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Does current graphics already provides feature-complete for photorealistic real-time rendering?


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#1 mychii   Members   -  Reputation: 410

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Posted 16 November 2013 - 11:54 PM

Hi, I don't know where to put this, since it's related to graphics programming and theory so I put it here.

 

I'm just wondering, what other features do we really need for photorealistic real-time rendering that may not be currently possible?

 

I mean, right now current graphics has offered many features that can give us photorealistic stuff possible in real-time, like real-time lighting, real-time shadows, bokeh, bloom, HDR, tessellation, and more, all in one, running in current high-end graphic cards. It was totally not like back in 2000 where things like real-time shadows and post-processing were new and amazing, also hackish light maps, etc..

 

Any thoughts?

 

Thanks!



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#2 Hodgman   Moderators   -  Reputation: 30424

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Posted 17 November 2013 - 12:25 AM

Dynamic global illumination (bounced light) is still at the level that dynamic direct-illumination was in the early 2000's -- i.e. lots of shortcuts and hacks.
It's not really feasible to have a general purpose renderer supporting full dynamic GI, including multiple light bounces, dynamic ambient, emissive materials, and sharp reflections on polished metal --- without choosing to use approximations and hacks for some of those features.

#3 Anthony Serrano   Members   -  Reputation: 1196

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Posted 17 November 2013 - 01:37 AM

Also worth mentioning that current "photorealistic" graphics aren't photorealistic, but are in fact approximations of real light behavior. For example, modern depth of field is only a loose approximation of the real phenomenon. Bloom isn't realistic, but just a loose approximation of atmosperic scattering of intense light. Shadows still aren't photorealistic, because real light sources aren't point lights or infinite planes, reflection and refraction are still just rough approximations, and so on and so forth. Heck, even the current RGB lighting paradigm is only a very loose approximation of the way colored light interacts with colored surfaces.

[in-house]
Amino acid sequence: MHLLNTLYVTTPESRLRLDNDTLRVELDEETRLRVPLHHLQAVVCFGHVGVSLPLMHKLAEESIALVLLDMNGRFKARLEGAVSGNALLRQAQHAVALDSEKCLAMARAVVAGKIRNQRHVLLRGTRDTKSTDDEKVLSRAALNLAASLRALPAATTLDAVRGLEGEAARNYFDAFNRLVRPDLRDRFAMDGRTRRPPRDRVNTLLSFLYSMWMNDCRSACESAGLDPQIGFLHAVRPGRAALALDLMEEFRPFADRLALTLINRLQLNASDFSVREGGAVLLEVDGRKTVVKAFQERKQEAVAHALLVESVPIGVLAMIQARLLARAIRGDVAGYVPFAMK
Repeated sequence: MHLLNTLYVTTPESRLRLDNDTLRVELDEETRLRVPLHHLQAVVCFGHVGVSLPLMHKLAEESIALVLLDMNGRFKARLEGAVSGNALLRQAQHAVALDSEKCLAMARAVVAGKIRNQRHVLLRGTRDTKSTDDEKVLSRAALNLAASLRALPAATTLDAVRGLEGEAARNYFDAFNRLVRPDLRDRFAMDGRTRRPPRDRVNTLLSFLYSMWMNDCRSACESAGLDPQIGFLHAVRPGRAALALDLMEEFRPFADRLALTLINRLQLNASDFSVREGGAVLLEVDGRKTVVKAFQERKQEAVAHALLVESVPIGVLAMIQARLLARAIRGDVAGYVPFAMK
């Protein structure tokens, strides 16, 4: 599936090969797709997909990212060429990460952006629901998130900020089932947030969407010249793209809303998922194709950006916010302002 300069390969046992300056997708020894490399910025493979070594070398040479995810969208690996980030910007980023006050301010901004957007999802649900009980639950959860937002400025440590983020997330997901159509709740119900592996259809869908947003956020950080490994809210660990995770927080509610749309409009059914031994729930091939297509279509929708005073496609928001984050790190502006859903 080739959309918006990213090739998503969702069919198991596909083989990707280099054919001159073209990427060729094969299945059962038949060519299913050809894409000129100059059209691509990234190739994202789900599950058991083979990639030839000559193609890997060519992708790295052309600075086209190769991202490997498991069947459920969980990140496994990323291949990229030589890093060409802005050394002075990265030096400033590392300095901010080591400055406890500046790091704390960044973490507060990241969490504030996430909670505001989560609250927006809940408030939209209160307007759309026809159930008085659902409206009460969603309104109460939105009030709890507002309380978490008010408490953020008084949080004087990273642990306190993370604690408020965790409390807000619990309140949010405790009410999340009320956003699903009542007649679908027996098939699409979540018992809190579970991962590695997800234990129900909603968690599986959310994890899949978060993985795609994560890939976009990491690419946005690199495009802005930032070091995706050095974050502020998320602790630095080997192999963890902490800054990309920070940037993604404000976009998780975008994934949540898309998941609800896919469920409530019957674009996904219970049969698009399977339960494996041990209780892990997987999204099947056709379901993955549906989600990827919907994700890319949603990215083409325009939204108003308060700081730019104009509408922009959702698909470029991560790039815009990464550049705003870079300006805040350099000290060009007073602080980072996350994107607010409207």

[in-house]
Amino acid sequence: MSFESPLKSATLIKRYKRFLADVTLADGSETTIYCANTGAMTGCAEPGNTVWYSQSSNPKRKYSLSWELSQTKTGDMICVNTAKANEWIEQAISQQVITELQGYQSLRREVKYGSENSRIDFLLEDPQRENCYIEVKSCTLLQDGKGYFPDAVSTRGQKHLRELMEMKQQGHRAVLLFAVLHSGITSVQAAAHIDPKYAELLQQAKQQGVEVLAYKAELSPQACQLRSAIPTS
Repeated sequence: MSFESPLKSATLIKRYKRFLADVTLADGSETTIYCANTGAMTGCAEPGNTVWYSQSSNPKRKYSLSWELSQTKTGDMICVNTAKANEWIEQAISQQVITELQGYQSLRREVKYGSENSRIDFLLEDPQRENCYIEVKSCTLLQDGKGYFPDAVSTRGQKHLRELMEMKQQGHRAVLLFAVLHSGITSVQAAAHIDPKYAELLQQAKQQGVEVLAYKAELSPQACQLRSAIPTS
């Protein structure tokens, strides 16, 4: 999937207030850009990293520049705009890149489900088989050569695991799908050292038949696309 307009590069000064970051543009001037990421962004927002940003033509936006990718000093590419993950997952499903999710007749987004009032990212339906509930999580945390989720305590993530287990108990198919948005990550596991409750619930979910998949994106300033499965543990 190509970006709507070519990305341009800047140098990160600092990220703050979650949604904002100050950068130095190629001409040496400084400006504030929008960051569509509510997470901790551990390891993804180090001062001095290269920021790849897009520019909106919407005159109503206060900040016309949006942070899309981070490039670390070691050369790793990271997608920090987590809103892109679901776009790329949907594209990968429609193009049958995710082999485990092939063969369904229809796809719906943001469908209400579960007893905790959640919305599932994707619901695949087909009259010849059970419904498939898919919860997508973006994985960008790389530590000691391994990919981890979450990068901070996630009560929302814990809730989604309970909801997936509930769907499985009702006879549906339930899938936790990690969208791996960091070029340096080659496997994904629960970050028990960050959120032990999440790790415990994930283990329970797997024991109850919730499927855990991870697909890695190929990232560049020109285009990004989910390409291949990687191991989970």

Furthermore, there's more to photorealism than simply modelling the behavior of light properly. For example, cloth and fiber simulation are still too computationally expensive to be done globally, so real-time clothing and hair don't move properly. Current real-time model animation techniques generally don't model the flexing of muscles under the skin - in fact, most forms of elastic deformation aren't generally modelled.

In other words, true photorealistic real-time rendering is still much further away than most people think.

#4 mychii   Members   -  Reputation: 410

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Posted 17 November 2013 - 02:14 AM

Thanks for the replies,

 

Just wondering like is there anything else that is general we don't have here? I mean, I saw this video, http://www.youtube.com/watch?v=CdsFEMDceNg, and I am just assuming that if the filmmakers finally dare to use real-time engine like that combined with real world commercially, it means that all the stuff we need is probably pretty much complete.

What do you think? Is it? or is it not? are there features that are still missing to reach the result of that video? or is just a matter of hardware power now? if yes, in terms of gaming, how long do you think that games that aims to be realistic could finally dare to deliver in such results that user can play with current graphic trends?



#5 swiftcoder   Senior Moderators   -  Reputation: 10063

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Posted 17 November 2013 - 06:11 AM


I am just assuming that if the filmmakers finally dare to use real-time engine like that combined with real world commercially

That's not quite how I would read that statement. Film makers already use a lot of real-time tools, which are very similar to their games counterparts (motion capture, scene previewing, etc), but the final production step will typically use an incredibly time-consuming offline renderer, at a much higher quality than we can possibly drive in real-time.


Tristam MacDonald - Software Engineer @Amazon - [swiftcoding]


#6 mychii   Members   -  Reputation: 410

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Posted 17 November 2013 - 06:38 AM

 


I am just assuming that if the filmmakers finally dare to use real-time engine like that combined with real world commercially

That's not quite how I would read that statement. Film makers already use a lot of real-time tools, which are very similar to their games counterparts (motion capture, scene previewing, etc), but the final production step will typically use an incredibly time-consuming offline renderer, at a much higher quality than we can possibly drive in real-time.

 

Yeah I probably wasn't clear, what I mean by using real-time engine is by eliminating that time-consuming offline rendering process. But just by judging from a proposal video like that I may be wrong though. Thanks for the enlightenment.


Edited by mychii, 17 November 2013 - 06:38 AM.





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